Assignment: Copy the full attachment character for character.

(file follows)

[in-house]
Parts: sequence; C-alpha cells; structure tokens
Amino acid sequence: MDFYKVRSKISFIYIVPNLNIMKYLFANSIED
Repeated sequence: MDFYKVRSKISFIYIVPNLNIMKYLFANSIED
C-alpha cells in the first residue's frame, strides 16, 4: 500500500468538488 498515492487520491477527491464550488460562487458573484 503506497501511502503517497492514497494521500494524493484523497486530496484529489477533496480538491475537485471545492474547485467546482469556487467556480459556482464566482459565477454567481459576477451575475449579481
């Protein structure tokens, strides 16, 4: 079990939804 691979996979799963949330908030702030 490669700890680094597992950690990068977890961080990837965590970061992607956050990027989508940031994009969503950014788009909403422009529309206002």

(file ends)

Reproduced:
[in-house]
Parts: sequence; C-alpha cells; structure tokens
Amino acid sequence: MDFYKVRSKISFIYIVPNLNIMKYLFANSIED
Repeated sequence: MDFYKVRSKISFIYIVPNLNIMKYLFANSIED
C-alpha cells in the first residue's frame, strides 16, 4: 500500500468538488 498515492487520491477527491464550488460562487458573484 503506497501511502503517497492514497494521500494524493484523497486530496484529489477533496480538491475537485471545492474547485467546482469556487467556480459556482464566482459565477454567481459576477451575475449579481
């Protein structure tokens, strides 16, 4: 079990939804 691979996979799963949330908030702030 490669700890680094597992950690990068977890961080990837965590970061992607956050990027989508940031994009969503950014788009909403422009529309206002």